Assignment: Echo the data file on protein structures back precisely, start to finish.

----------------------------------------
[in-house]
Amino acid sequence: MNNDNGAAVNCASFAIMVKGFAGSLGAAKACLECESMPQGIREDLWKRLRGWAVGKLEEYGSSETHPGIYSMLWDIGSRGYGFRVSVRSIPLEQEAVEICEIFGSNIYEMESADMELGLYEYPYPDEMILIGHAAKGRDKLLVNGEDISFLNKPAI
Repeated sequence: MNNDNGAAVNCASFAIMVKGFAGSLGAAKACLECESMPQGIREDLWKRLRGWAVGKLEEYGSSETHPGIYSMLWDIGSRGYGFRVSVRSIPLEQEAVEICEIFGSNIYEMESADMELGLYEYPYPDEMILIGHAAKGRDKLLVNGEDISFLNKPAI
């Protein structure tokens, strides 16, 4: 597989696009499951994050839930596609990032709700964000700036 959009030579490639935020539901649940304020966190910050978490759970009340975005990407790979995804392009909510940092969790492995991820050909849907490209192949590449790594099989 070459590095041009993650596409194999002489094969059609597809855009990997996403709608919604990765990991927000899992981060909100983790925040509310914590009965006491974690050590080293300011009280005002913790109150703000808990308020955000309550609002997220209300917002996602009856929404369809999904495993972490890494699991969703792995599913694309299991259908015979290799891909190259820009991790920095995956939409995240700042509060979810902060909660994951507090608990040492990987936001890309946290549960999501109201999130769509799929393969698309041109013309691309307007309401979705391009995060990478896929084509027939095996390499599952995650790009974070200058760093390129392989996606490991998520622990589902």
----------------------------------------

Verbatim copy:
[in-house]
Amino acid sequence: MNNDNGAAVNCASFAIMVKGFAGSLGAAKACLECESMPQGIREDLWKRLRGWAVGKLEEYGSSETHPGIYSMLWDIGSRGYGFRVSVRSIPLEQEAVEICEIFGSNIYEMESADMELGLYEYPYPDEMILIGHAAKGRDKLLVNGEDISFLNKPAI
Repeated sequence: MNNDNGAAVNCASFAIMVKGFAGSLGAAKACLECESMPQGIREDLWKRLRGWAVGKLEEYGSSETHPGIYSMLWDIGSRGYGFRVSVRSIPLEQEAVEICEIFGSNIYEMESADMELGLYEYPYPDEMILIGHAAKGRDKLLVNGEDISFLNKPAI
């Protein structure tokens, strides 16, 4: 597989696009499951994050839930596609990032709700964000700036 959009030579490639935020539901649940304020966190910050978490759970009340975005990407790979995804392009909510940092969790492995991820050909849907490209192949590449790594099989 070459590095041009993650596409194999002489094969059609597809855009990997996403709608919604990765990991927000899992981060909100983790925040509310914590009965006491974690050590080293300011009280005002913790109150703000808990308020955000309550609002997220209300917002996602009856929404369809999904495993972490890494699991969703792995599913694309299991259908015979290799891909190259820009991790920095995956939409995240700042509060979810902060909660994951507090608990040492990987936001890309946290549960999501109201999130769509799929393969698309041109013309691309307007309401979705391009995060990478896929084509027939095996390499599952995650790009974070200058760093390129392989996606490991998520622990589902």